Public Space and Mental Health: The importance of engaging communities as we #DesignAgainstDepression

Taylor Campi

The Center for Urban Design and Mental Health[1] (UDMH) recently celebrated World Health Day[2] with a flashmob… of tweets.

The theme of this year’s World Health Day was “Depression: Let’s Talk,” in response to a staggering rise in the rate of depression worldwide in the last decade. Planners, architects, and other placemakers posted photos and videos of ways to #DesignAgainstDepression. Tweets discussed the importance of engaging children, places that facilitate physical and social activity, and the connection between greenspace and mental well being.


The suggestion that our built environment impacts our mental health is not a new one. Studies have shown links between mental health and public spaces, urban greenery, and the design and scale of city buildings. Cities should be mindful, however, not to single out one factor as a panacea for improving wellbeing in every situation. So many factors play a role; some strategies will be more effective in one context, other strategies will be more effective elsewhere. In fact, a recent study on Singapore parks, “The Relationship between Natural Park Usage and Happiness Does Not Hold in a Tropical City-State”[3] (the title says it all), sheds light on the need for cities to investigate the unique nature and need of their communities before investing in ‘typical’ or ‘common sense’ green space solutions.

One reason why earlier studies of the beneficial effects of parks may not be so relevant in Singapore is the heat and humidity there. Singaporeans are now accustomed to highly regulated air conditioning. Even more significant, however, may be the major finding in this research that “extraversion and emotional stability increased subjective well-being, positive affect and life satisfaction and decreased stress and negative affect.” This suggests that in Singapore, a more powerful mechanism than parks for increasing wellbeing may be to redesign housing, urban fabric, and urban places to strengthen social networks.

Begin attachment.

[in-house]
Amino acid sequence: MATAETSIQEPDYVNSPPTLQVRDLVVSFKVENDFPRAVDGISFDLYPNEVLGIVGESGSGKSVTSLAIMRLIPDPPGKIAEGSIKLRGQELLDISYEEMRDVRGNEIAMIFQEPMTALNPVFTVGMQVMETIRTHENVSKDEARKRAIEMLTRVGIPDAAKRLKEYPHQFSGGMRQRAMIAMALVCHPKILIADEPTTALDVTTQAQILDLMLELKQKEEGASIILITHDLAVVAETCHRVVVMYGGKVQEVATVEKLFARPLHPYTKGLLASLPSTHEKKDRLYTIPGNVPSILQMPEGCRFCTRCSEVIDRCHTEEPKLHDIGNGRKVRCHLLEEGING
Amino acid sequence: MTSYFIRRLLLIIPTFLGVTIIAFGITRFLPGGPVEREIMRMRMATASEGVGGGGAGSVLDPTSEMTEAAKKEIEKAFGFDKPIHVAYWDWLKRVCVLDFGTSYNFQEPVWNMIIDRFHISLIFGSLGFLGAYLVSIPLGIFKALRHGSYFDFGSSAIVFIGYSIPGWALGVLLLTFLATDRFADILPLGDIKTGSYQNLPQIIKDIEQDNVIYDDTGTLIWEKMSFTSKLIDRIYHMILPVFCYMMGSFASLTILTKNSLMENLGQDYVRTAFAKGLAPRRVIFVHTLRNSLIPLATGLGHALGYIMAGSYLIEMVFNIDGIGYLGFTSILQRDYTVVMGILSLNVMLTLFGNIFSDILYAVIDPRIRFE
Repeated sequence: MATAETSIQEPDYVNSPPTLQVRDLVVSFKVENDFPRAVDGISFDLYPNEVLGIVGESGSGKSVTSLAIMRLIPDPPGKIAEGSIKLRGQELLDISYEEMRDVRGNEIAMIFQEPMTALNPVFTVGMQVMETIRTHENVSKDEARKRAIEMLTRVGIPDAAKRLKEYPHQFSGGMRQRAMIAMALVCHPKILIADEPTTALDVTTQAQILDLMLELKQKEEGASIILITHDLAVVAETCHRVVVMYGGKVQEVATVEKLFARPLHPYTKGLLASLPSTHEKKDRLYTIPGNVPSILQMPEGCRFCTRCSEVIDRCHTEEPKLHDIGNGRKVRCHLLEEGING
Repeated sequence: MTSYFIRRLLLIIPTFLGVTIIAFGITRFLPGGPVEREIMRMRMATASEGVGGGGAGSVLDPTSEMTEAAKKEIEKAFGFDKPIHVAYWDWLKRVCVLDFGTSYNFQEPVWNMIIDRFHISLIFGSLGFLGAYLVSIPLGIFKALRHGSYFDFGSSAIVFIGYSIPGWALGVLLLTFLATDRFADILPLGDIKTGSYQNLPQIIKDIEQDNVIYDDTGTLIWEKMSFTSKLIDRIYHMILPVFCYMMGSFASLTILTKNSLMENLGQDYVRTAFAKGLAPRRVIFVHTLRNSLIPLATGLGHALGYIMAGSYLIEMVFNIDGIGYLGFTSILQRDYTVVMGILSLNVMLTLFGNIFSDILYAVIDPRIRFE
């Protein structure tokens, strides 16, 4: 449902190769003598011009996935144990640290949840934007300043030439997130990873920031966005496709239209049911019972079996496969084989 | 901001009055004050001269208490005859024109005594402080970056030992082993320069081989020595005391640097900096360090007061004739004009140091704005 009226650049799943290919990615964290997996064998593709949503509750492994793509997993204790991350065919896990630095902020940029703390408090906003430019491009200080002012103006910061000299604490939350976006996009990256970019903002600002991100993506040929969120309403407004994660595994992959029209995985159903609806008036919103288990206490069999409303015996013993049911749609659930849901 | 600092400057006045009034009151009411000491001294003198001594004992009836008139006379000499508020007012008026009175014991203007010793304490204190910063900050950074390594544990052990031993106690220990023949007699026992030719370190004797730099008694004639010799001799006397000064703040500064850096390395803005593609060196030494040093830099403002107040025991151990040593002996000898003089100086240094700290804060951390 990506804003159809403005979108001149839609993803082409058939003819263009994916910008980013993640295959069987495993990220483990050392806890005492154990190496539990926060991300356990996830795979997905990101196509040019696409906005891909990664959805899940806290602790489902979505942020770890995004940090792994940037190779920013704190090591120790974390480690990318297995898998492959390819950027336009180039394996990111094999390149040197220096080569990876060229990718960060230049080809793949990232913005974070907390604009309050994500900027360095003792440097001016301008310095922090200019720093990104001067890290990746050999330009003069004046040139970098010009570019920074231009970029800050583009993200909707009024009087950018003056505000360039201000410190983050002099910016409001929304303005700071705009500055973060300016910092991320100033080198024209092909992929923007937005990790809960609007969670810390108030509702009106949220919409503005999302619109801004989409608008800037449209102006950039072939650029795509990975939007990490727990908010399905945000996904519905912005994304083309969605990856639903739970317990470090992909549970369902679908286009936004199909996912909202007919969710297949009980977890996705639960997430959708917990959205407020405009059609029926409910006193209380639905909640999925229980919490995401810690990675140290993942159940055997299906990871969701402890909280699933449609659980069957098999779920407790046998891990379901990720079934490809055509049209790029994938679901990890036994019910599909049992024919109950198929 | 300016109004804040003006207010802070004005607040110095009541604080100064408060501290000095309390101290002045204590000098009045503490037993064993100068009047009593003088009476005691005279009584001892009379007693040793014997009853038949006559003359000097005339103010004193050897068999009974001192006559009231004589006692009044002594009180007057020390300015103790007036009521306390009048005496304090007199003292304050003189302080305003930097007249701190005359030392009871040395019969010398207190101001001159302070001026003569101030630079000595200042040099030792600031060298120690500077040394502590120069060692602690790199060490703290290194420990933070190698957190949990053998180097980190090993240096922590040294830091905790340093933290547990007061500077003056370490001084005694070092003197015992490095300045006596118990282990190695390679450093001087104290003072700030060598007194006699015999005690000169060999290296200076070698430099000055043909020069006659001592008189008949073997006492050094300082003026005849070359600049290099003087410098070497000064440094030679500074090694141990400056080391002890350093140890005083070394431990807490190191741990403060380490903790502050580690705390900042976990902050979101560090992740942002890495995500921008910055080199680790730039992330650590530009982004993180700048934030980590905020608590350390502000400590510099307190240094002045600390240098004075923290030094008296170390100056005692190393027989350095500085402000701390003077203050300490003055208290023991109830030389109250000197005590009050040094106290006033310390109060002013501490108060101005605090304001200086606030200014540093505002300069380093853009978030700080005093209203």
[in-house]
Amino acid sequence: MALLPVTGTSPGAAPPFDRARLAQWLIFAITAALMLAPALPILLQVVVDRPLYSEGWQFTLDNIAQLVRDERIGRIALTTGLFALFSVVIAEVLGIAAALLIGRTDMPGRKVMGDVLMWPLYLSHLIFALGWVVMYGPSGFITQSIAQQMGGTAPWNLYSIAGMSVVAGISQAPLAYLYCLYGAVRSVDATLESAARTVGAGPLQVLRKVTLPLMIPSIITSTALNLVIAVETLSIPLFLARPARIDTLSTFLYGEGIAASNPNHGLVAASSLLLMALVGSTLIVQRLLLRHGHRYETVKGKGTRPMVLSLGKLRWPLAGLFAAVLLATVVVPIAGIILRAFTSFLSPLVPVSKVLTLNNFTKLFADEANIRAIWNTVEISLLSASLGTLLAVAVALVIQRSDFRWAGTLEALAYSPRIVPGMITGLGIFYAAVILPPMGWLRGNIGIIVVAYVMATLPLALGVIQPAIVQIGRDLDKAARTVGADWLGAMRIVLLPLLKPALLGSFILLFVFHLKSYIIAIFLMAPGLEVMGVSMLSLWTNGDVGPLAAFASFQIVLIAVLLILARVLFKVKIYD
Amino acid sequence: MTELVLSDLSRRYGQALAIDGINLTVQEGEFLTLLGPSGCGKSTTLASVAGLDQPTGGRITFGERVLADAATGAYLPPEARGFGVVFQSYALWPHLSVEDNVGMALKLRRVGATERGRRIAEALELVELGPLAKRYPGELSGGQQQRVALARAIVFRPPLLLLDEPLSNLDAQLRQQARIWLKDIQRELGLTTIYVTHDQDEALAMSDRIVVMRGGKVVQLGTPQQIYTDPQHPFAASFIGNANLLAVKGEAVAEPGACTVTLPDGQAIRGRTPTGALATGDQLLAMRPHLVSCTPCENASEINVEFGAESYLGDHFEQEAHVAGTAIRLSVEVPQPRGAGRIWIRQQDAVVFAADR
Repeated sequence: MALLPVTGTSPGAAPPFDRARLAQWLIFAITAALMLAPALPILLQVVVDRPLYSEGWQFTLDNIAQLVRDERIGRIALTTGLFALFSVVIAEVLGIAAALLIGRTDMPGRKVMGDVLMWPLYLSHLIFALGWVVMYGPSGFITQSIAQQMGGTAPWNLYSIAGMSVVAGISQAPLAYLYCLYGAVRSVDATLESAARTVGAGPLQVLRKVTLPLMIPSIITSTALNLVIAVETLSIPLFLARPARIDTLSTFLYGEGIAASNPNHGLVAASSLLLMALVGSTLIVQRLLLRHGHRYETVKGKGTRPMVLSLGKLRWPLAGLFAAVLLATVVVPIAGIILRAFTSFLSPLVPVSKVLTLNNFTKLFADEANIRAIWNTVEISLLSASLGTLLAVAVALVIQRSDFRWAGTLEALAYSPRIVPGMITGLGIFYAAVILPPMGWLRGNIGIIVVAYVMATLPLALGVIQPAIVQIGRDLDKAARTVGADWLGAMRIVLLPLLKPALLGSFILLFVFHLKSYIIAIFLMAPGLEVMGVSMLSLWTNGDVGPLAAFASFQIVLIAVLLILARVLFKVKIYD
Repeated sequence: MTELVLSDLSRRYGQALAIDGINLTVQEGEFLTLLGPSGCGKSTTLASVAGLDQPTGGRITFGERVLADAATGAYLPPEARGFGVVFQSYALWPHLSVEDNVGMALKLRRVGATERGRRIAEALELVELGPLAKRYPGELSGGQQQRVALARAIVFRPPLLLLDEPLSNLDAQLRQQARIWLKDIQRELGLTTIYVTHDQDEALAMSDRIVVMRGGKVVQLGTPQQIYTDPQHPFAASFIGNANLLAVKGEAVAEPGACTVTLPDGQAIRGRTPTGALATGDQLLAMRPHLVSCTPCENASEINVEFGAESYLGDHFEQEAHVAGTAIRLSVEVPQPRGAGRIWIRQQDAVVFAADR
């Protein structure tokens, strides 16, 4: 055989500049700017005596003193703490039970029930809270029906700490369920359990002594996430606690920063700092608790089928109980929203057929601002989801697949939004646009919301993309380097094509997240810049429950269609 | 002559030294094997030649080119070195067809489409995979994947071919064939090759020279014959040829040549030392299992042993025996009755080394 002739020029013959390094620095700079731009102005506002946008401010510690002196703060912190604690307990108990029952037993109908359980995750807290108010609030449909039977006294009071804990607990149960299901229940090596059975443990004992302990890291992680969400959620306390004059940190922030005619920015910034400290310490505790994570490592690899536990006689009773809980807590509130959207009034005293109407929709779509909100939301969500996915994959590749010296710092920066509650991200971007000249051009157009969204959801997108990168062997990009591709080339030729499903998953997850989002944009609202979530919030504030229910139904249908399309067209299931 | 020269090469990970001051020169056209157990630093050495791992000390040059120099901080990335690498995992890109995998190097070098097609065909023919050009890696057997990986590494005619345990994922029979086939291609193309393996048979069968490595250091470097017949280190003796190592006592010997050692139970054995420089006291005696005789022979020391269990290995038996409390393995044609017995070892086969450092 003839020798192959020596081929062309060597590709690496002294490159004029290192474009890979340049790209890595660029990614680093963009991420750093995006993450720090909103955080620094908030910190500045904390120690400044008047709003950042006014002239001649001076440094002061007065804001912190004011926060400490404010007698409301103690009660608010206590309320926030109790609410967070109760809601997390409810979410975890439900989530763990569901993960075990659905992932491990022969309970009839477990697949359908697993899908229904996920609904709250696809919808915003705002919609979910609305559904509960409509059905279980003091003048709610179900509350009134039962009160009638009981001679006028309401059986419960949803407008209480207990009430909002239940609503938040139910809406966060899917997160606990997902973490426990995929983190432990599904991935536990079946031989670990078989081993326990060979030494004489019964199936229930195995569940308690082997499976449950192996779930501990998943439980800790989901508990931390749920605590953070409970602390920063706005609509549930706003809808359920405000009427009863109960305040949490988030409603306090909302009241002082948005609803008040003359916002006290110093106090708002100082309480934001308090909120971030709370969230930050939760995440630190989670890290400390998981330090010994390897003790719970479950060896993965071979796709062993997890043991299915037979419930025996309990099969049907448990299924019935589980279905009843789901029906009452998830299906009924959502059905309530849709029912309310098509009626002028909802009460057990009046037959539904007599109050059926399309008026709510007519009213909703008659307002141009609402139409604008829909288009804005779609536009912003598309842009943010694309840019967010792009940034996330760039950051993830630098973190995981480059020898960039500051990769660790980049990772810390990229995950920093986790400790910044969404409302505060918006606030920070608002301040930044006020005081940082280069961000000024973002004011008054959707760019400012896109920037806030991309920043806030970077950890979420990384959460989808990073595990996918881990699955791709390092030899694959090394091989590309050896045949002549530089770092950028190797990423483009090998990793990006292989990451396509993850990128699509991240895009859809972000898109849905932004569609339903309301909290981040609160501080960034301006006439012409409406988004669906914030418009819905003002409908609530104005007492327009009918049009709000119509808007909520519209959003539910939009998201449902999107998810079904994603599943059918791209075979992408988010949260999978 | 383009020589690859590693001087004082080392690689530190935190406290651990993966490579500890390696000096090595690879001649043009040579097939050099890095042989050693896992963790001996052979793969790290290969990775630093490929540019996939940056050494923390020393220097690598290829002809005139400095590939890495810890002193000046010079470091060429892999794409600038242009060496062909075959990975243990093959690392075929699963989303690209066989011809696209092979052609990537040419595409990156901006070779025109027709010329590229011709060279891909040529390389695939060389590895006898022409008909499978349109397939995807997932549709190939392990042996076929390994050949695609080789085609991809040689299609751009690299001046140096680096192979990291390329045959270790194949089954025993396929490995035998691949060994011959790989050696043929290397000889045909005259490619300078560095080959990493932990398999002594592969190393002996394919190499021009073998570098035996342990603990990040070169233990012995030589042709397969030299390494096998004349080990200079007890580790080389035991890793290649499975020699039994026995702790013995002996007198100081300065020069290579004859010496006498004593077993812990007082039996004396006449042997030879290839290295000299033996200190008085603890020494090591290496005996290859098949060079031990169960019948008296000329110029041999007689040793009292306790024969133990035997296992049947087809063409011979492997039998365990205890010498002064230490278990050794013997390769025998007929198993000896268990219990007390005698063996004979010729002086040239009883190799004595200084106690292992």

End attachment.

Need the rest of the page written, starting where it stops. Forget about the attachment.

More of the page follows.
Okay, if we can’t make generalizations about public space solutions to public health problems, what can cities do?

Here’s one generalization we can make: The communities we hope to help should have some level of control over how their spaces look and function. Community-driven projects not only bring people together, and thus strengthen social networks; they’re also much more likely to address a neighborhood’s needs than projects planned by city staff with no personal connection to the community.

Chelina Odbert, co-founder of the Kounkuey Design Initiative[4], recently told CityLab about a community-led project called Play Streets that aimed to turn neglected public space into a place for play, social interaction, and physical activity. Gang members were among the neighbors who came out to help with set-up at one of the program locations, which Odbert notes is an important piece of the project’s success. “By not excluding them or directly saying, ‘We’re trying to get rid of you,’ and by recognizing that these are also members of the community who want to see improvements, they are part of the solution.”

These are the kinds of issues and strategies we shall be discussing at the 54th IMCL Conference in Santa Fe in October. Join us!